The role of IL-27/Lag3 axis in regulating Foxp3+ regulatory T cell function

Project: Research project

Project Details

Description

Foxp3+ CD4 T cells (Tregs) play a key role in regulating immunity and tolerance. Defects in Treg generation and/or functions are directly associated with uncontrolled immune activation leading to the development of autoimmune diseases. Yet, the precise mechanisms by which Tregs express the functions remain unclear. Multiple sclerosis (MS) is a myelin antigen specific autoimmune inflammation of the central nervous system (CNS) mediated by myelin antigen specific Th17 type CD4 T cells. Experimental autoimmune encephalomyelitis (EAE) is an animal model that shares clinical and histological features with MS, and is widely used to investigate the pathogenesis as well as to develop an approach to treat the disease. Increasing evidence suggests that Treg function may be
dysregulated in MS patients or EAE bearing mice. Thus, identifying pathways that improve Treg function is an issue of clinical importance to develop a potential therapy targeting Tregs. The major goal of this application is to test the role of IL-27 in Treg function. We recently reported that IL-27 signaling in Tregs plays an essential role in suppressing Th17 type inflammation in the intestine. We utilized a newly developed Treg-specific Il27ra-/- animal and found that Treg-specific IL-27R deficiency results in a severe EAE. CNS infiltrating CD4 T cells producing proinflammatory cytokines were uncontrolled in the presence of Il27ra-/- Tregs, while IL-10+ CD4 T cells implicated in regulation of inflammatory responses remained unchanged. Genome wide microarray analysis revealed that IL-27 stimulation in Tregs induces Lag3, a CD4 like molecule implicated in negative regulation of T cell activation. We then used a novel Treg-specific Lag3-/- animal and found that they also develop severe EAE, suggesting that Treg expression of Lag3 may be critical to mediate IL-27-induced Treg function. Finally, IL-27 prestimulation in Tregs significantly enhances suppressive function both in vitro and in vivo. The overall hypothesis is that IL-27 controls Treg suppressive function during EAE and that Lag3 induced by IL-27 signaling plays a key role in mediating IL-27 effect on Tregs. We also propose that the suppressive function of Tregs can be improved by IL-27 prestimulation, reversing ongoing inflammation in the CNS. Three specific aims are proposed. Aim #1 will test the role of IL-27 signaling on Treg function during EAE. Aim #2 will test To test the role of Lag3 during IL-27-mediated control of Treg function. Aim #3 will test the mechanisms by which IL-27 prestimulated Tregs efficiently reverse ongoing neuroinflammation. We anticipate that the results from this study will identify novel mechanisms by which IL-27 modulates Treg function via Lag3 to downregulate inflammation in the CNS. Completing the proposed studies will provide an important basis for the development of new strategies targeting the IL-27/Lag3 axis in Tregs to treat MS, and chronic inflammation in other tissues.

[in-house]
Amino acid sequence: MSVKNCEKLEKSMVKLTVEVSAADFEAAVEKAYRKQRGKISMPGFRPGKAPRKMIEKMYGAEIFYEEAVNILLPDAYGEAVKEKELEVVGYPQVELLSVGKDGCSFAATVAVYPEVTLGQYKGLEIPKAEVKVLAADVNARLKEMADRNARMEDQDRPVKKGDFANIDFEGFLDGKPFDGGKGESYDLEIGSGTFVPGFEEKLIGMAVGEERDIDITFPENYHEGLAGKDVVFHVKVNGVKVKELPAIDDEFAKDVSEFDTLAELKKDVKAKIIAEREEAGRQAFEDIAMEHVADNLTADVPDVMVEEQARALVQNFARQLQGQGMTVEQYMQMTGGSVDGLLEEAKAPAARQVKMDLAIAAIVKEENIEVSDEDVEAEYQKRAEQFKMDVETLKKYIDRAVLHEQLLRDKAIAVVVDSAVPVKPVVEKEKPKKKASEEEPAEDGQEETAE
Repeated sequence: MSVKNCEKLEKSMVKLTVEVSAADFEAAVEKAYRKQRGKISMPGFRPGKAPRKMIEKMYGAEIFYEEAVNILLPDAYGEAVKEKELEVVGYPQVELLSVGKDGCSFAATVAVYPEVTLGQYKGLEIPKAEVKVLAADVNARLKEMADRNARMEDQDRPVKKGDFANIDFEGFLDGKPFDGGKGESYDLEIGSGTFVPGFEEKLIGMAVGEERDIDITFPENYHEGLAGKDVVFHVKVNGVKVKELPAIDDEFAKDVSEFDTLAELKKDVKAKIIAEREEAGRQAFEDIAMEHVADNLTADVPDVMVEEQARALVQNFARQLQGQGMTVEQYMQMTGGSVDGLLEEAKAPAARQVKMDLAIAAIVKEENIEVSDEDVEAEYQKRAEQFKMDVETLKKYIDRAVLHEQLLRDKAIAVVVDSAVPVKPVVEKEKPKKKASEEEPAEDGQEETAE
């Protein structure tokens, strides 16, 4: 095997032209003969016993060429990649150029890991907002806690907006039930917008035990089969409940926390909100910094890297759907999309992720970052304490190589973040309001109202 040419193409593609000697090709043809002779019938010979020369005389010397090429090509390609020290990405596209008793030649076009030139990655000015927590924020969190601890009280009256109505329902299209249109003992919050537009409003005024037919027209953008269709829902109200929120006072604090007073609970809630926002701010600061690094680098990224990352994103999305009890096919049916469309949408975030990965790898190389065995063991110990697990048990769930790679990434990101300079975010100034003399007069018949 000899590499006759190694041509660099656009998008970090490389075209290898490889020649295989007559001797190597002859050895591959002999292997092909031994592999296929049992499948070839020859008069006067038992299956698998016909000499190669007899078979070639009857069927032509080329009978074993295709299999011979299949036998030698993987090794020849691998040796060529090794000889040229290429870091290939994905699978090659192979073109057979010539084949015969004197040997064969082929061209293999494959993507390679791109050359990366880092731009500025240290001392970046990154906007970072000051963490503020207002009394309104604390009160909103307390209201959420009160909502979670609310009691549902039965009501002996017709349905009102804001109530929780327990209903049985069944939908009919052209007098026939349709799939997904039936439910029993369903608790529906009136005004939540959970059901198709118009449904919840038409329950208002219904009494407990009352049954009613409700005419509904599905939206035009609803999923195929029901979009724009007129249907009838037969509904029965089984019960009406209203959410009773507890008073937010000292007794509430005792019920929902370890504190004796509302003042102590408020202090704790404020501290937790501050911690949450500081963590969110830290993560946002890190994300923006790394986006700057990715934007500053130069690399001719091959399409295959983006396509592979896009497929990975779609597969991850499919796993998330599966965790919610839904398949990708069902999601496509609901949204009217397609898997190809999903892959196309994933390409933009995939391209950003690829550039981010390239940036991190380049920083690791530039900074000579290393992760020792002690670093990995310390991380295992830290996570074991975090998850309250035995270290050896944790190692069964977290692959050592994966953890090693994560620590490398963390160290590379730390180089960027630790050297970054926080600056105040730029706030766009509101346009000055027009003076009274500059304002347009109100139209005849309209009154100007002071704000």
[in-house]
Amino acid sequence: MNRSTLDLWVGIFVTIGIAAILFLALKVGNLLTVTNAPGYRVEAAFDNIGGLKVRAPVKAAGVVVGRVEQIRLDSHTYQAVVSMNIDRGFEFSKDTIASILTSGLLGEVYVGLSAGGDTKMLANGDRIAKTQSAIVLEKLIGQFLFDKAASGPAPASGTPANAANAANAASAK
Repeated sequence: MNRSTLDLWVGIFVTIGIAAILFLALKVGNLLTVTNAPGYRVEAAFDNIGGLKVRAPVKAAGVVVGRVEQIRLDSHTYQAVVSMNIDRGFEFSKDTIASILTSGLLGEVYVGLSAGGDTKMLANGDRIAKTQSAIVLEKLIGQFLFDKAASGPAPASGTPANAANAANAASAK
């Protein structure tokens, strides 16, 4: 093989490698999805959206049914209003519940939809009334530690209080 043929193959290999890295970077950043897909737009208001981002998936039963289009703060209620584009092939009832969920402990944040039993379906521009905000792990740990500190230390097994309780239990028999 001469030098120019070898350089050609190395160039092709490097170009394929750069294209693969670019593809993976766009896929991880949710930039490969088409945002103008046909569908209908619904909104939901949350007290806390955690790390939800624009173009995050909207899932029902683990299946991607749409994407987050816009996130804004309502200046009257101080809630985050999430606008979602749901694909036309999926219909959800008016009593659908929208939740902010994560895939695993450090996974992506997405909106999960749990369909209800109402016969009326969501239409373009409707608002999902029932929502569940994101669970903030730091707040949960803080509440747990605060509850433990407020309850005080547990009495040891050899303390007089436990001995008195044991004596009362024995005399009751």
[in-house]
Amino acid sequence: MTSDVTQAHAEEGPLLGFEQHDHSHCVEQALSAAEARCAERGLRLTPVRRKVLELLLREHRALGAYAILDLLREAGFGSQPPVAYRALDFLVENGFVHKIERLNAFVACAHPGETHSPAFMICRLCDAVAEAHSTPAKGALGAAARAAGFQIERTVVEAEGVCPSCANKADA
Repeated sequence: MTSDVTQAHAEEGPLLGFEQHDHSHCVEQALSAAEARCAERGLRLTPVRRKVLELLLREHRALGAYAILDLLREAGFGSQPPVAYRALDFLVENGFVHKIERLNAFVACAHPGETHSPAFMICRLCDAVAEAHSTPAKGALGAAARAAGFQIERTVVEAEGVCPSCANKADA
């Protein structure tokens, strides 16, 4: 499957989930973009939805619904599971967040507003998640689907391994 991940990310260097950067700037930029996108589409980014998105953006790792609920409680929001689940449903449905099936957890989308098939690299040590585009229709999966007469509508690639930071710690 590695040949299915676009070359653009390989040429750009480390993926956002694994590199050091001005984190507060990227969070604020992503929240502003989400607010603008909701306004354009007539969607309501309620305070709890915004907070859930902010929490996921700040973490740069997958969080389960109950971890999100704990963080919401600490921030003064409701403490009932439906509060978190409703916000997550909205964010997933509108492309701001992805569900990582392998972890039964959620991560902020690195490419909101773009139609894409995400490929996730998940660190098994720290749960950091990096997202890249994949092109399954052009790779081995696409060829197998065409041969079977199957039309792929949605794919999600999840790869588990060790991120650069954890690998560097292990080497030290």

StatusActive
Effective start/end date10/26/202/28/22

Funding

  • National Institute of Allergy and Infectious Diseases (5R01AI125247-06)

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